Business & Finance
04:54 PM

Study: State And Local E-Government Spending Set For Rebound

Market-intelligence firm Input predicts spending will begin to rise next year and will reach $575 million by 2008.

The rapid spending on local and state government E-government initiatives that plateaued this year will begin to rise again next year, according to an analysis released Tuesday by market-intelligence firm Input. By 2008, Input predicts, local and state governments will double 2004 spending levels on E-government programs to $575 million. That's still below the record $650 million spent two years ago by nonfederal government agencies on E-government.

Growth in E-government spending over the next two years will moderate as governments exhaust opportunities to further broaden Web-site operations and engage consulting and research efforts to develop comprehensive plans for the next phase of E-government, according to the report, "State & Local E-Government MarketView."

"Phase One of state and local E-government has essentially topped out as governments have largely exhausted cost efficiency and revenue-generating Web solutions," says James Krouse, Input's manager of state and local market analysis. By 2006, Krouse sees systems operations dovetailing with wider IT market trends to outsource noncore government competencies. That, he says, will begin a succession of pronounced growth to achieve an estimated compound annual growth rate of 30% through 2007.

State and local government spending on E-government topped out at $650 million in 2002, but plummeted nearly 81% to $125 million this year as governments struggled to pay for all types of services as tax receipts and other revenue plunged. But with the economic recovery, spending on E-government projects will slowly bounce back over the next two years, to $150 million in 2005 and $175 million in 2006. Then, spending will quickly accelerate to $300 million in 2007 and $575 million in 2008.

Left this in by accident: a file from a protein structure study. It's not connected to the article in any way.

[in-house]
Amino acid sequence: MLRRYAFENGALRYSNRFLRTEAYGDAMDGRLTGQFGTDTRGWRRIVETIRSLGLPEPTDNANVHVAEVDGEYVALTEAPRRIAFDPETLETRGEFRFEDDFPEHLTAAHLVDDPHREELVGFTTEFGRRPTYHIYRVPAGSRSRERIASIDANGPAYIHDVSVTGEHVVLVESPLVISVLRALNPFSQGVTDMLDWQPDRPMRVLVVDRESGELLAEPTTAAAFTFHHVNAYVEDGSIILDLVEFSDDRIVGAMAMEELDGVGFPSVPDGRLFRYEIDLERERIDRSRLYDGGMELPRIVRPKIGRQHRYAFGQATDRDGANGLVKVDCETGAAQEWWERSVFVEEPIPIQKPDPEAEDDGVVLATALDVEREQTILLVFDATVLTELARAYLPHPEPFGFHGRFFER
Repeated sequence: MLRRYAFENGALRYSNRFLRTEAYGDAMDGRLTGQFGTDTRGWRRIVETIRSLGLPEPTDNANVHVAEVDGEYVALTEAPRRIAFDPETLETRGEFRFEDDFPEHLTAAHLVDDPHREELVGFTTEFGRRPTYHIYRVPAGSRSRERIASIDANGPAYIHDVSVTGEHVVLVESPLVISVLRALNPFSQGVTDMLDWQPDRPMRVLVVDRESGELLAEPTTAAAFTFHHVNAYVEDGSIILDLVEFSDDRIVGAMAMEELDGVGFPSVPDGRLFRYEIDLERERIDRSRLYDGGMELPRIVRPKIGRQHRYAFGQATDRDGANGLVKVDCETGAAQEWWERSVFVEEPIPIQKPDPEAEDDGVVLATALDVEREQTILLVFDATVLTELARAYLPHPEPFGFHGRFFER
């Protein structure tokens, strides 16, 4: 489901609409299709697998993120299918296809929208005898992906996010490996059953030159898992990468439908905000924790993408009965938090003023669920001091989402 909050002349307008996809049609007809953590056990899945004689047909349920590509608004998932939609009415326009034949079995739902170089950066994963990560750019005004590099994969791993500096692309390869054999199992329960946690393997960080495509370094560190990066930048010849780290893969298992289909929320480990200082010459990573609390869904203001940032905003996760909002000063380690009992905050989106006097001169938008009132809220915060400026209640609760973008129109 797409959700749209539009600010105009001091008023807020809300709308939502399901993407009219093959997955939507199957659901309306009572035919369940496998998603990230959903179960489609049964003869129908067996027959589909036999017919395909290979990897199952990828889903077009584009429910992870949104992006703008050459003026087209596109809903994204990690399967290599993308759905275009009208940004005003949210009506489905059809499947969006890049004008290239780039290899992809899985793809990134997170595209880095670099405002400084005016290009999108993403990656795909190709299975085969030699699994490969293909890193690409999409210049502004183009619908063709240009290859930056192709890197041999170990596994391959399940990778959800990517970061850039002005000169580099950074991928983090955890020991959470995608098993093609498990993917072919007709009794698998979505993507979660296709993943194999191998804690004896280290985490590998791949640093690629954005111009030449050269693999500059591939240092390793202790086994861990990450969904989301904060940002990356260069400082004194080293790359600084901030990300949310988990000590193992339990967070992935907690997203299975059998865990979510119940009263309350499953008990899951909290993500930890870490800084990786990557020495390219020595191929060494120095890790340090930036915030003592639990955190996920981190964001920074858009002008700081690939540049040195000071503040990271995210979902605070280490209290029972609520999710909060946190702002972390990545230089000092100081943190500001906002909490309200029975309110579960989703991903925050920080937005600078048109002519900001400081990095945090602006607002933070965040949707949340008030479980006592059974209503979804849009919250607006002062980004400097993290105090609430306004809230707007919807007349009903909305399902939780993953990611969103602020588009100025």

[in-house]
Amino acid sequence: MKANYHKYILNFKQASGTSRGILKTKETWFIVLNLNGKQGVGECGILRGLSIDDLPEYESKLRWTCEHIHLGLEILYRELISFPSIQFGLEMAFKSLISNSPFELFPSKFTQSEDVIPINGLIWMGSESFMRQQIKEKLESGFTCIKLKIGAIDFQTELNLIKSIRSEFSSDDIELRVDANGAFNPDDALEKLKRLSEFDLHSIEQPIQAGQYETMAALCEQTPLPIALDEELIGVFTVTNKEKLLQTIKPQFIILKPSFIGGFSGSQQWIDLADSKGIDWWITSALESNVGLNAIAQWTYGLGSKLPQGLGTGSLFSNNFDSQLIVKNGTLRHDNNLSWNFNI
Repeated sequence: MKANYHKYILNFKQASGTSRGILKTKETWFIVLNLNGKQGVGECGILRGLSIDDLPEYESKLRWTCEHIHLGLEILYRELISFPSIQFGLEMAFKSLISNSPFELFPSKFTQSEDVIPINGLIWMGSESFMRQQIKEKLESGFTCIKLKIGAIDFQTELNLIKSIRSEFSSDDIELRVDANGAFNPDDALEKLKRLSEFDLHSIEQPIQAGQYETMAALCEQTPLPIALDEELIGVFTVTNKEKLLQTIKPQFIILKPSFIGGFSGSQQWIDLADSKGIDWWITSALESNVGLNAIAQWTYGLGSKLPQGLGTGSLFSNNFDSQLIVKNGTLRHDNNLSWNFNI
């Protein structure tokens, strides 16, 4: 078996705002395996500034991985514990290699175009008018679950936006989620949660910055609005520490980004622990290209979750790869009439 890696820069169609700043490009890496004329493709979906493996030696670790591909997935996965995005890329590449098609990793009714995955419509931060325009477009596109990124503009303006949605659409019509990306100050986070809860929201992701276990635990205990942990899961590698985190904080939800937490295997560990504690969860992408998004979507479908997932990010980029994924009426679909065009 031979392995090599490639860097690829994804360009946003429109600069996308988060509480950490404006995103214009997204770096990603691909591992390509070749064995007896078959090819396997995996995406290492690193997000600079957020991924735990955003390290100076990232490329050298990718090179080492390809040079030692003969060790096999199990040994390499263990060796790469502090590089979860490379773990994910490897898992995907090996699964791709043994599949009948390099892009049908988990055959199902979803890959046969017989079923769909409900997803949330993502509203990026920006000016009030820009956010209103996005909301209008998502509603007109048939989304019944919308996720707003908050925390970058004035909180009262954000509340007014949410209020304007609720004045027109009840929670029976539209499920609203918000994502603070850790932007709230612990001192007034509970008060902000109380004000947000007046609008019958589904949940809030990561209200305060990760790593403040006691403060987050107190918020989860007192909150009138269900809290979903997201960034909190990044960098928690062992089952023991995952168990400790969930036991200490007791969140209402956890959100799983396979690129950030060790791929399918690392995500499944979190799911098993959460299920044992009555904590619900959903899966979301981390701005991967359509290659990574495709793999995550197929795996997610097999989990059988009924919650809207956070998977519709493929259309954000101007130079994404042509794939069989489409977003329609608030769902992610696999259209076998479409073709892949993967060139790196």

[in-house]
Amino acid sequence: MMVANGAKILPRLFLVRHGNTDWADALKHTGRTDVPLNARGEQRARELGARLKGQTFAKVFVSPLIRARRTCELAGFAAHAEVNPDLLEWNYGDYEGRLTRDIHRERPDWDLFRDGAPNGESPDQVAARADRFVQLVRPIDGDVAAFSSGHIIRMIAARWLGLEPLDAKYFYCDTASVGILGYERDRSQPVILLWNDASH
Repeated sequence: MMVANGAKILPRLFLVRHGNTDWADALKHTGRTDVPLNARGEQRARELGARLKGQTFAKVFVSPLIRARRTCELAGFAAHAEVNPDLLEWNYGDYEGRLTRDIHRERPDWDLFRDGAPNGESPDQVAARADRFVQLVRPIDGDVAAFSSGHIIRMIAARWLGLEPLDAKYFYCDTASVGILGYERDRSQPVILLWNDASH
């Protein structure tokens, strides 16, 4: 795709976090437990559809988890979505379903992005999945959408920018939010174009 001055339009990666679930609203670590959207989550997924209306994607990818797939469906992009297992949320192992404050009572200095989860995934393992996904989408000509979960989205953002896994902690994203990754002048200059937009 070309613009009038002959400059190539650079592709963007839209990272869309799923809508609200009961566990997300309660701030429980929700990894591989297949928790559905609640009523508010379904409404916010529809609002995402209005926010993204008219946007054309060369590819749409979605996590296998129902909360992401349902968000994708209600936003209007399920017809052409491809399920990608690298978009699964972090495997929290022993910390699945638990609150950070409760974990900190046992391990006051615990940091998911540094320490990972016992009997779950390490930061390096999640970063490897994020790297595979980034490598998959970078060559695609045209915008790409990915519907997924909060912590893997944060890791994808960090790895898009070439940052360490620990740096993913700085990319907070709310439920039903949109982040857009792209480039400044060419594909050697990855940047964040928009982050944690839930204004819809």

Governments in the next phase of E-government-development will involve agency-to-agency process reviews, and the development of comprehensive plans to consolidate systems. "As governments complete plans and begin widespread integration and process improvement across agencies," Krouse says, "services will increasingly be tied to new, more fully interactive portals that will be automated for citizens."

Still, the report notes, nothing is guaranteed. Obstacles facing local and state governments are significant, including budget constraints, difficulty in producing measurable return-on-investment metrics, and jurisdictional turf wars where agencies must integrate operations. Yet, Input says, the combined factors will force slow and calculated expansion in the E-government market over the next two years that should provide a strong platform for rapid growth once government leaders overcome these challenges.

Comment  | 
Print  | 
More Insights
Register for InformationWeek Newsletters
White Papers
Current Issue
InformationWeek Tech Digest, Dec. 9, 2014
Apps will make or break the tablet as a work device, but don't shortchange critical factors related to hardware, security, peripherals, and integration.
Twitter Feed
InformationWeek Radio
Archived InformationWeek Radio
Join us for a roundup of the top stories on for the week of December 7, 2014. Be here for the show and for the incredible Friday Afternoon Conversation that runs beside the program!
Sponsored Live Streaming Video
Everything You've Been Told About Mobility Is Wrong
Attend this video symposium with Sean Wisdom, Global Director of Mobility Solutions, and learn about how you can harness powerful new products to mobilize your business potential.